Congress is already extremely suspicious of Big Tech’s data collection practices, but when it comes to children’s privacy and enforcement of the Children’s Online Privacy Protection Act (COPPA), politicians and state attorneys general alike are ready to bring down the hammer.

COPPA is currently the only online privacy law in the U.S., and the fact that regulators repeatedly accuse Silicon Valley of violating it could result in tighter privacy laws and tougher penalties in the future.

Last week Federal Trade Commission (FTC) assured senators at an oversight hearing that COPPA enforcement would be a “priority,” and yesterday Oath, Inc., a subsidiary of Verizon and the owner of AOL and Yahoo, agreed to pay a $5 million settlement for violating COPPA, following a New York attorney general investigation.

According to the New York attorney general’s office, “AOL conducted billions of auctions for ad space on hundreds of websites the company knew were directed to children under the age of 13. Through these auctions, AOL collected, used, and disclosed personal information from the websites’ users in violation of COPPA, enabling advertisers to track and serve targeted ads to young children.”

Some congressmen have accused Google’s YouTube of doing the exact same thing. Reps. David Cicilline (D-R.I.) and Jeff Fortenberry (R-Neb.) sent a letter to Google in September demanding an explanation of YouTube’s data collection practices.

YouTube, like AOL, collects and stores personal data of its users, including children. COPPA prohibits any company from collecting personal data on children under the age of 13 without parental consent.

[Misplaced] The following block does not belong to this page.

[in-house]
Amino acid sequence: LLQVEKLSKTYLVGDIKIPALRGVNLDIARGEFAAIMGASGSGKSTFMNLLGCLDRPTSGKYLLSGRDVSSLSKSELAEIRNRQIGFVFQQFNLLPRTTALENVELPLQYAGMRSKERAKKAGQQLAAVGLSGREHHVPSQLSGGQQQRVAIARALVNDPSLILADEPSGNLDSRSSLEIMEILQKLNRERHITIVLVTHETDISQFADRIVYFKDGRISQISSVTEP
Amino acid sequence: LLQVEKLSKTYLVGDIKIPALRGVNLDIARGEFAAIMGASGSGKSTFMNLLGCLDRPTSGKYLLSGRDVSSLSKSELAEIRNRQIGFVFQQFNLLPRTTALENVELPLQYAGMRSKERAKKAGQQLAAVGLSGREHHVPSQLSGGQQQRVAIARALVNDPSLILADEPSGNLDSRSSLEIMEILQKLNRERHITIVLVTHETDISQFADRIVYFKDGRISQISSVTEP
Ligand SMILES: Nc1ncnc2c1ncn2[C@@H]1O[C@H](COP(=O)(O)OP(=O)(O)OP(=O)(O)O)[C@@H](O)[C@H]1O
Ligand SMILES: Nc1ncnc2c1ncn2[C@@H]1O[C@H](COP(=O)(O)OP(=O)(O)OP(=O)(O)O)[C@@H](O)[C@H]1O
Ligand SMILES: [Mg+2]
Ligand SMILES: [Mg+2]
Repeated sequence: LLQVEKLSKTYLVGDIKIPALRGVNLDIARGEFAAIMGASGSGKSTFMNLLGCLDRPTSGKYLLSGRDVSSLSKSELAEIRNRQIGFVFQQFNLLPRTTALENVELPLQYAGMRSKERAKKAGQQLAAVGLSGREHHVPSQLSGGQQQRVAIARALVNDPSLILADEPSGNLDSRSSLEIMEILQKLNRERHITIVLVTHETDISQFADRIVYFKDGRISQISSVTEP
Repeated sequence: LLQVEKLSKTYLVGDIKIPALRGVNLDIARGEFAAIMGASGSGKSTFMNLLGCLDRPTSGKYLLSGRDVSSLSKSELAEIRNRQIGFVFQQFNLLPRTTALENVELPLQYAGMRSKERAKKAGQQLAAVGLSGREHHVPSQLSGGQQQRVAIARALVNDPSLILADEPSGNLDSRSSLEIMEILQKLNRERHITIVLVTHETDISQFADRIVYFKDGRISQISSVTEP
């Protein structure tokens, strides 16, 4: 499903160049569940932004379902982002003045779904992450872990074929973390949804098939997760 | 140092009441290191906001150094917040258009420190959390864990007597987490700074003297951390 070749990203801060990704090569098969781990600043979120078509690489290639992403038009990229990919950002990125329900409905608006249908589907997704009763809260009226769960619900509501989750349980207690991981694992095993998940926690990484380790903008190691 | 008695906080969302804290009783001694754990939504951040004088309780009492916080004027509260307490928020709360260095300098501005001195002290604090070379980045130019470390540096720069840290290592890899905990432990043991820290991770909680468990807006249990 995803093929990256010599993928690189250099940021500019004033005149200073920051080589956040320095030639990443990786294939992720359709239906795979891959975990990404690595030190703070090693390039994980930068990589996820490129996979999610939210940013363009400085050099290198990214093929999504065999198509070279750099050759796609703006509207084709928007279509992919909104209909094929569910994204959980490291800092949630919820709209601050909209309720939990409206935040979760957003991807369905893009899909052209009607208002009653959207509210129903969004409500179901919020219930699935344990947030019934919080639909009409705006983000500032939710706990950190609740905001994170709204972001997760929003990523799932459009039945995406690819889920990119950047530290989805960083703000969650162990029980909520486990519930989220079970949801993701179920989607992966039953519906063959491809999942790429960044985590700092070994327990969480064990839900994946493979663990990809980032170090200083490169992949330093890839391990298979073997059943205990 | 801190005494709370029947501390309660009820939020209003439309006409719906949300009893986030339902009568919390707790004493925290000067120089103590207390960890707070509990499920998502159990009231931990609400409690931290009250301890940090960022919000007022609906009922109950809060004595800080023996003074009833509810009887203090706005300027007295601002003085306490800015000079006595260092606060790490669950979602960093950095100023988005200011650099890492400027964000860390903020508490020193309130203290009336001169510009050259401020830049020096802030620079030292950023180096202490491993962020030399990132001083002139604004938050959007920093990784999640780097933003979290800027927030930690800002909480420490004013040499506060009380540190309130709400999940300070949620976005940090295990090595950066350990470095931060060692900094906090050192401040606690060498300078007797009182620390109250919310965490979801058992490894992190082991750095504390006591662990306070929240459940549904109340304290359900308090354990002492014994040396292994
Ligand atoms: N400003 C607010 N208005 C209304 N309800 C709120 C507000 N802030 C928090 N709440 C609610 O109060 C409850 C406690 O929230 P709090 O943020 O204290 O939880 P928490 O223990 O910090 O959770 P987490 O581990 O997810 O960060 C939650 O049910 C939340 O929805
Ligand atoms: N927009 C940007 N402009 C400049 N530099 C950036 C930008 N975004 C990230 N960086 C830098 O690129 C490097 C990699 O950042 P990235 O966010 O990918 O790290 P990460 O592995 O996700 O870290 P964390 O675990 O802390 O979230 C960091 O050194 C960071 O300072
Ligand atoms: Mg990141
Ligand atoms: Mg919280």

According to YouTube’s terms of service, children under the age of 13 are not supposed to use the platform, but YouTube has no way of verifying that children under the age of 13 are not using the platform. Furthermore, according to a complaint filed with the FTC in April by consumer advocacy groups, many of YouTube’s channels specifically target children.

At the oversight hearing last week, Sen. Ed Markey (D-Mass.) asked the FTC if such practices violate Section 5 of the FTC Act by being “unfair and deceptive,” to which FTC Chairman Joseph Simons replied, “It is certainly a concern for us.”

Markey told Simons he wants “manipulative marketing” in children’s apps investigated, as well as smartphone games and apps that he believes are not compliant with COPPA, like ones that track children’s location.

Now that Oath has settled with New York, more state attorneys general and the FTC may investigate other tech companies like YouTube for similar practices.

But more importantly, Congress wants to target these kinds of practices in its new privacy law.

Reps. Joe Barton (R-Texas) and Bobby Rush (D-Ill.) introduced a Do Not Track Kids Act of 2018 to the House earlier this year, but Markey said he plans to introduce his own version in January 2019.

“Any [privacy] legislation Congress considers must include special protections for children and teens,” he said. “We need to extend special protections to 13-15 year olds who right now are not covered in COPPA. I we reach a consensus on nothing else, it should be the children of our country. They’re not a product.”

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